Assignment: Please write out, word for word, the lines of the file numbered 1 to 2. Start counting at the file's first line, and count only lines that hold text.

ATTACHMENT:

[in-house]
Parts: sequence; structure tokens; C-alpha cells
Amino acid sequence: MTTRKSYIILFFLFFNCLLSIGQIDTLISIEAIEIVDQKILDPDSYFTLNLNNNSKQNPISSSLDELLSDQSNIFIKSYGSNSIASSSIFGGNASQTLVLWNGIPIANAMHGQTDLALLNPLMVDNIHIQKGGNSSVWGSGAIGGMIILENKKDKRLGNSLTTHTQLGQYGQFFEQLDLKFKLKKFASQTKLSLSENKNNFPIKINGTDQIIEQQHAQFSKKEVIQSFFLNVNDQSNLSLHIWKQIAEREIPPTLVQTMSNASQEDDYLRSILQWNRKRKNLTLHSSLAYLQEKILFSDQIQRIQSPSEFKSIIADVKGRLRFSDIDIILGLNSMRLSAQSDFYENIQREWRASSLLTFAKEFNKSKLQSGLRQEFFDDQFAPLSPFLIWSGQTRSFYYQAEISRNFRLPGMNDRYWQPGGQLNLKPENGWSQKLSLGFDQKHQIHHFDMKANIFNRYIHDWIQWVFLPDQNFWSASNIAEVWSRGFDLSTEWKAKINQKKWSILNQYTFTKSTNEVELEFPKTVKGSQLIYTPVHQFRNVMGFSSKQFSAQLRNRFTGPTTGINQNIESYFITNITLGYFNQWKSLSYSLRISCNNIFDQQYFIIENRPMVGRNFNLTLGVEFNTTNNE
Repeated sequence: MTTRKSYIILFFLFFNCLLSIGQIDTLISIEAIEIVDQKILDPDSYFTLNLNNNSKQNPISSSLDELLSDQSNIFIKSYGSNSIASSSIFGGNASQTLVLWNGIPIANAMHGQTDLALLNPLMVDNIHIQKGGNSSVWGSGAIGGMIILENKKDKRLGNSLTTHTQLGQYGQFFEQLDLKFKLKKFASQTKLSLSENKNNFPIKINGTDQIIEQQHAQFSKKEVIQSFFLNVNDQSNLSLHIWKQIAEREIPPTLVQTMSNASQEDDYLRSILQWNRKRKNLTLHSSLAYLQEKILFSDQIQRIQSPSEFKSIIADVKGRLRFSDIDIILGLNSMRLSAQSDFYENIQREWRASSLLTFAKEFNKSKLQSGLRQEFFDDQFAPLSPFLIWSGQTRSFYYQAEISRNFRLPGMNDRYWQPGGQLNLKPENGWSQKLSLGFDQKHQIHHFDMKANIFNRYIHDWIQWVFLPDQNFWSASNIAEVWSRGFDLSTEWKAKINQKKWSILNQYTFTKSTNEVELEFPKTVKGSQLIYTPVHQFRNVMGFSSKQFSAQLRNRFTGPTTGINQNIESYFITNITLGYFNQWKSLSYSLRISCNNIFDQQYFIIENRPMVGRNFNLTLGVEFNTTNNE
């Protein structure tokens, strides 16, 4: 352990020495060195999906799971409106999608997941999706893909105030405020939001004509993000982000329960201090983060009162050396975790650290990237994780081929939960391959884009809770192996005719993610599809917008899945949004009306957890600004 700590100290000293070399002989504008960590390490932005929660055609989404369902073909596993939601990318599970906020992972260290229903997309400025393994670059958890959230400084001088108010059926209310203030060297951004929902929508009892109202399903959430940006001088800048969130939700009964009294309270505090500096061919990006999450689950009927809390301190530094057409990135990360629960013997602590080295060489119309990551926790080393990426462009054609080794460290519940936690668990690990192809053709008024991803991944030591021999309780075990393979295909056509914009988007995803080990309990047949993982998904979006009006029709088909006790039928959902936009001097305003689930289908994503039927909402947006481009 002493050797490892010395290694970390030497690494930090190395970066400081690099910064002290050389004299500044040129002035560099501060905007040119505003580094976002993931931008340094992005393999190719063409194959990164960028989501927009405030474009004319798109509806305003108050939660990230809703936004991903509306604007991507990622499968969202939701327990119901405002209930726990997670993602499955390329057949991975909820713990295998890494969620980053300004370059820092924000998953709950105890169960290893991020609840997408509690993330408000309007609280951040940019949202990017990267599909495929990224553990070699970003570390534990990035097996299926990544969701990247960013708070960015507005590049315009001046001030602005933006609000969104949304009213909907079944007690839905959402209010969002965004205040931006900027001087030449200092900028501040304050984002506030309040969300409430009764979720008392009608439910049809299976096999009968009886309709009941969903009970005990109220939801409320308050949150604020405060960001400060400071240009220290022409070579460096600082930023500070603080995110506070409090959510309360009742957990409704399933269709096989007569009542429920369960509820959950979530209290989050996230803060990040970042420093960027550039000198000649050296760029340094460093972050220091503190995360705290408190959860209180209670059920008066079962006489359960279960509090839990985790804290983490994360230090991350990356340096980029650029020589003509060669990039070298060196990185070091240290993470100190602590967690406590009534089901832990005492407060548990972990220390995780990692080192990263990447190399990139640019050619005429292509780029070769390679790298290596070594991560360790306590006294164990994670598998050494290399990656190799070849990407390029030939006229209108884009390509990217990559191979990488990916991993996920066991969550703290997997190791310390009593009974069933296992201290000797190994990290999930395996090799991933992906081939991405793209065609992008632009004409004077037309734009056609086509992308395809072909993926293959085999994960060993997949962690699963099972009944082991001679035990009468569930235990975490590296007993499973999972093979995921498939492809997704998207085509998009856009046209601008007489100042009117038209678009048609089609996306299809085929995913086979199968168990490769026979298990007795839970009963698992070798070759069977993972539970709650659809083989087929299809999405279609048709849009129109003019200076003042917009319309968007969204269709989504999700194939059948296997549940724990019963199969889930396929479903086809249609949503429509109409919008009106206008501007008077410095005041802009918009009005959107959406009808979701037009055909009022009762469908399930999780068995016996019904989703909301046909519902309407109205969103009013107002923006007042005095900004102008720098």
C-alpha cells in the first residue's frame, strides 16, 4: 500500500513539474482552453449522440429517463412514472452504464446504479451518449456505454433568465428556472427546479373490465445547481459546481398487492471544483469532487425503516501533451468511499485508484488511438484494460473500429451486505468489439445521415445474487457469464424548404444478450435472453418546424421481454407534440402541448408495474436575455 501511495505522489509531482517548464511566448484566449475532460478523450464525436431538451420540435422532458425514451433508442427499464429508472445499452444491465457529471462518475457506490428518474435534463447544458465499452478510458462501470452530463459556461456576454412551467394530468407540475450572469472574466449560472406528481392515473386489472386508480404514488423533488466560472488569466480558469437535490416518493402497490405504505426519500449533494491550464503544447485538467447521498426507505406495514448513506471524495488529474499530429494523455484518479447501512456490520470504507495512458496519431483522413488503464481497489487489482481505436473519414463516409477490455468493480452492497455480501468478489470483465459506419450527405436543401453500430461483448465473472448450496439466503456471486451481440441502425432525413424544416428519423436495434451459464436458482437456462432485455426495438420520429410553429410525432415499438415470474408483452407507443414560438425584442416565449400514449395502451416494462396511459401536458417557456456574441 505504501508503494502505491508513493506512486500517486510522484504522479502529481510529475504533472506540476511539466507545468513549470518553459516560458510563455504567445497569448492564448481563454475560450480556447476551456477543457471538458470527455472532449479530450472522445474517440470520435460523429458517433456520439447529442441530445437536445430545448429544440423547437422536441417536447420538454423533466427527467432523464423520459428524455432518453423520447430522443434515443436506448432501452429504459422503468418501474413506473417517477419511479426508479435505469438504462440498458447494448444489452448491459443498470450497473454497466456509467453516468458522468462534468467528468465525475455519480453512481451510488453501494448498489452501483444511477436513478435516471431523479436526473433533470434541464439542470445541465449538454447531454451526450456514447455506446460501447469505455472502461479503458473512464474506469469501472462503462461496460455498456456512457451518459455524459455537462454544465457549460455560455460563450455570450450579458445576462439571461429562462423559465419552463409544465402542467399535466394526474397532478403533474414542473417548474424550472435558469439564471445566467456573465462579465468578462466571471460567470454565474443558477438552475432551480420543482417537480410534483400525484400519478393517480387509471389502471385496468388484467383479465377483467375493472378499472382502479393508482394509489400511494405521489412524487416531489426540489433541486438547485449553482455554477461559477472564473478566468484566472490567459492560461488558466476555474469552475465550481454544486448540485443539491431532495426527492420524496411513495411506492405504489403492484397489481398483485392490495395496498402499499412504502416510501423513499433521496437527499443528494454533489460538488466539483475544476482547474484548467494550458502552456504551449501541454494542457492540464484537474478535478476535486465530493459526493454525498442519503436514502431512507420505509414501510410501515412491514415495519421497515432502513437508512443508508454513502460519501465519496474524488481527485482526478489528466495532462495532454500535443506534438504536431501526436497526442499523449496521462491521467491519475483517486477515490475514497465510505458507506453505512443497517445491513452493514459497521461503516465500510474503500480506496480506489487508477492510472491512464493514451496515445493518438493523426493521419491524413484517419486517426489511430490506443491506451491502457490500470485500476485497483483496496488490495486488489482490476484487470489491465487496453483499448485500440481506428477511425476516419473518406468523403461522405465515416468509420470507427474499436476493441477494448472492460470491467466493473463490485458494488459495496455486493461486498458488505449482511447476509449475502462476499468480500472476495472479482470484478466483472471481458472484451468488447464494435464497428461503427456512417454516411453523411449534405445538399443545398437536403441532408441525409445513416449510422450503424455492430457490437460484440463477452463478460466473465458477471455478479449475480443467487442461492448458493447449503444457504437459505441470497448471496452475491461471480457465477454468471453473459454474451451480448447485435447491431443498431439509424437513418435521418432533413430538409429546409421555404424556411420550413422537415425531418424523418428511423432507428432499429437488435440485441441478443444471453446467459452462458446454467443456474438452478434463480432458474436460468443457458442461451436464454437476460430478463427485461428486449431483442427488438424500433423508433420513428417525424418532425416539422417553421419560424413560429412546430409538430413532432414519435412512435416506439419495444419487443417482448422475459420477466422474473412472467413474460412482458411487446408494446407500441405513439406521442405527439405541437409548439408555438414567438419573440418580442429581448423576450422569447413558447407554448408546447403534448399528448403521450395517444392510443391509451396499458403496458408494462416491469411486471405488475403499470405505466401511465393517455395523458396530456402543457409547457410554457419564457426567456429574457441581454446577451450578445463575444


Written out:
[in-house]
Parts: sequence; structure tokens; C-alpha cells